What Discipline For Accidentally Bringing Knives To School?

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I honestly cannot understand the self-righteous panic response that we witness whenever a student accidentally brings some kind of knife to school, even under the most completely innocuous circumstances. I bring this up because it has happened again.

Some North Carolina kids accidentally brought some knives to school under completely innocuous circumstances, and another school seems to be in the process of freaking out. Do these teachers and administrators remember their own childhoods?

This time the terrifying threat to public safety came in the form of a steak knife, a butter knife and a carving knife in the backpacks of two second-graders at Barnette Elementary School in Huntersville, N.C.

WSOC-TV fills us in on the horrific details:

According to a police report, three knives were found in the book bags of two boys in second grade: a steak knife, a butter knife and a carving knife. One of the boys put the butter knife in the back pack of the other boy’s sister. Both were charged with having a weapon on school property and were turned over to their parents…

CMS officials said a teacher found the knives in the boys’ open book bags but said the students never intended to hurt anyone. When the school resource officer asked them about it, police said the children said they were going to cut down trees after school.

CMS officials said regardless of their intentions, the district has zero tolerance for weapons of any sort on campus at all.

Except for the butcher knives in the cafeteria, and the softball bats in the gym, and the mop handles in the closet, and the rocks at the edge of the athletic field, and the yardsticks in the classroom, and the letter openers in the secretaries’ desks.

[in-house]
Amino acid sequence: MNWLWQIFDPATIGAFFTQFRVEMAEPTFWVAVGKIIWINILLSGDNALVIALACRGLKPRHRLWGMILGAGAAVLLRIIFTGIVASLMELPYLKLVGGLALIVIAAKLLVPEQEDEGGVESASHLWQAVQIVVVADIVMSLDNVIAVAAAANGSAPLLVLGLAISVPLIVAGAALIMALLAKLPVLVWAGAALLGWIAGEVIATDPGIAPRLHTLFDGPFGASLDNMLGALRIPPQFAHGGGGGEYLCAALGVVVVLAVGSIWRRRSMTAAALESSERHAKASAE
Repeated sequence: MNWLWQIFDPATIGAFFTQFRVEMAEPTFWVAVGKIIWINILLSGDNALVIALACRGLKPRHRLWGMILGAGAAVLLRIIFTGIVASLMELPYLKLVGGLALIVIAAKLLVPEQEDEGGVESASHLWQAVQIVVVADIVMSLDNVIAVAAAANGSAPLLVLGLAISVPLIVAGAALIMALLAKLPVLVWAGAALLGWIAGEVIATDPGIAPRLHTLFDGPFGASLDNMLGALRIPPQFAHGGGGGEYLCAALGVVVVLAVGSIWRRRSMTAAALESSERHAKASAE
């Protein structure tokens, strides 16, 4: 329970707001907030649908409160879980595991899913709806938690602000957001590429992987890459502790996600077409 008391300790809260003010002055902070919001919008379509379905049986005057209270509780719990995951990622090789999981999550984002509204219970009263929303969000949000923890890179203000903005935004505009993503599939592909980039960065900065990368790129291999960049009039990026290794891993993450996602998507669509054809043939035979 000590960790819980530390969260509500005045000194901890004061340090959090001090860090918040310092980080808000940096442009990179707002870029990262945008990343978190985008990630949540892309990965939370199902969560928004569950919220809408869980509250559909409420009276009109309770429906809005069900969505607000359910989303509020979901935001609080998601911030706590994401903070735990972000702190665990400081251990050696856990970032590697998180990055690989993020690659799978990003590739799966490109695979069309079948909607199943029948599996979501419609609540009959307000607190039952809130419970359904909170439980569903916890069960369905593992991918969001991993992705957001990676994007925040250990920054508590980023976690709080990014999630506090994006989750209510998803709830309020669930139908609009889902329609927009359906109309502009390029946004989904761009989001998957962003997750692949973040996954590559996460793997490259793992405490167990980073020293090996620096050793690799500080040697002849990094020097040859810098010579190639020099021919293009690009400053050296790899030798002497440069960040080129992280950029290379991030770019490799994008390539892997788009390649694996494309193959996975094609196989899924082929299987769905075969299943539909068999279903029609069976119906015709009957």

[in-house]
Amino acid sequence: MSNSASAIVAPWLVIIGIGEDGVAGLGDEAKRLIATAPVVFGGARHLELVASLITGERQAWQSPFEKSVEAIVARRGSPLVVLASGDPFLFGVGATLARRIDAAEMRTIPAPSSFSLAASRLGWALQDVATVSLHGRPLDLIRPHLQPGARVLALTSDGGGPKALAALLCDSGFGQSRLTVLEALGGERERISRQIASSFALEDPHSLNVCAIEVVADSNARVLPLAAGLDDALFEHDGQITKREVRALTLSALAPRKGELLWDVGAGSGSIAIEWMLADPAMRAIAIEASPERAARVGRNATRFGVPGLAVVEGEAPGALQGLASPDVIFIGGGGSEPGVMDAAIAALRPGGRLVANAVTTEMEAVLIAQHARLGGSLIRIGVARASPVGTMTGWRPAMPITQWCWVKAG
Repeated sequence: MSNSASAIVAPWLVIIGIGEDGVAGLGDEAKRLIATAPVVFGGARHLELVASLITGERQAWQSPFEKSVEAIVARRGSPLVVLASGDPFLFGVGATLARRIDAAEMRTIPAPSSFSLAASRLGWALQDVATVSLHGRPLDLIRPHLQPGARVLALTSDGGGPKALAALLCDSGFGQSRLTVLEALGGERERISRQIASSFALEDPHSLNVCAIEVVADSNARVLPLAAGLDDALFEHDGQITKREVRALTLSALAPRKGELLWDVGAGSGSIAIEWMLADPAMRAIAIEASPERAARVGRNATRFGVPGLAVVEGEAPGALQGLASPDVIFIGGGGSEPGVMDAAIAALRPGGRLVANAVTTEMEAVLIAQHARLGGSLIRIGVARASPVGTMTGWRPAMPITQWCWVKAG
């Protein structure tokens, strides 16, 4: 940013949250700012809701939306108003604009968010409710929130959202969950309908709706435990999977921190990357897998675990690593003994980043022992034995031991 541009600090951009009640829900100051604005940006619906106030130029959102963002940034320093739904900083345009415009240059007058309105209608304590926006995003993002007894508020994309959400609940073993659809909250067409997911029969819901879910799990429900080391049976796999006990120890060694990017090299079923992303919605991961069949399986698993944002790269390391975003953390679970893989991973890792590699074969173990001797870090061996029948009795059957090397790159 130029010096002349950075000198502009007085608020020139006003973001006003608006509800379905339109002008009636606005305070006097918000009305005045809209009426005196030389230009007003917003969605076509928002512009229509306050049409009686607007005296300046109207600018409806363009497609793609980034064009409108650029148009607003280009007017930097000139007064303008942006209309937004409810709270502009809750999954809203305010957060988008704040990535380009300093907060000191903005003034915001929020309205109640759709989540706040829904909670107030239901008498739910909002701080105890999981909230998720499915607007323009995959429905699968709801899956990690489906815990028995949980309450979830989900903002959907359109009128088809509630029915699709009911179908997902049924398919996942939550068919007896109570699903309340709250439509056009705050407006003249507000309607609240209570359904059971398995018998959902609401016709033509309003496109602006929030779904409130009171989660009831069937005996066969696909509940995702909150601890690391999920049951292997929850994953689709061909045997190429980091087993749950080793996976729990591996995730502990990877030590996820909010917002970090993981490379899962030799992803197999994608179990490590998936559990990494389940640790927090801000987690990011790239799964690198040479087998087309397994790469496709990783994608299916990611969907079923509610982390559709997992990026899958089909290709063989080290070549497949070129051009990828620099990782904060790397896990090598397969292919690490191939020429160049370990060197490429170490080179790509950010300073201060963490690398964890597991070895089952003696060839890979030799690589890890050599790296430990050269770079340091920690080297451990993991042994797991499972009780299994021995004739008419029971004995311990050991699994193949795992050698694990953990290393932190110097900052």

If intentions really are irrelevant, how can the school permit all these weapons on its campuses? And who the hell files criminal charges against second-graders who didn’t intend to (and didn’t) harm anyone?

Idiots and assholes, that’s who.

What sort of response do you think is appropriate for these violations of school rules?


  1. JoshtheViking says:

    Pretty soon a plastic spork will be considered a weapon.

  2. Aharon says:

    “What sort of response do you think is appropriate for these violations of school rules?”

    — Skip the butter knife as a declared weapon. Maybe for the other edged knives requiring extra homework, staying after school and washing windows, writing on the chalkboard 300 times about not bringing sharp knives to school, etc.

  3. sagebrushracer says:

    A second grade kid knows he/she is in lots of trouble, but they really don’t know the extent of what they have just done in cases like this.

    What is happening is you have a child who makes a childish mistake and gets an adult punishment for it?

    The parents and the teachers are the ones who need answer for not imparting the lessons of a) never bring a knife to school and b) chopping down a tree with said knife is a really bad idea.

  4. Paul B says:

    And the streaker just hanged himself in Alabama. I say fire every teacher there is. Get some home school teaching moms to take their place and in a decade we will be on top again.

    Just saying.

  5. Ron Kelley says:

    so two kids are like wtf did we do? teachers lost time teaching, officer lost time doing whatever he does, more staff time lost, and then parents called in most likely missing work. BUT I FEEL SAFE NOW!

  6. don curton says:

    I’ve been opposed to zero tolerance for decades. Unfortunately, if you look at the history, it was largely fed up conservative parents who pushed it through. School administrators letting gang-bangers get away with (figuratively) murder. Judges letting the same get away with even more. Revolving door justice. Persons in positions abusing their discretionary powers. Rather than getting rid of the persons, we got rid of the discretion. Big mistake.

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What Discipline For Accidentally Bringing Knives To School?

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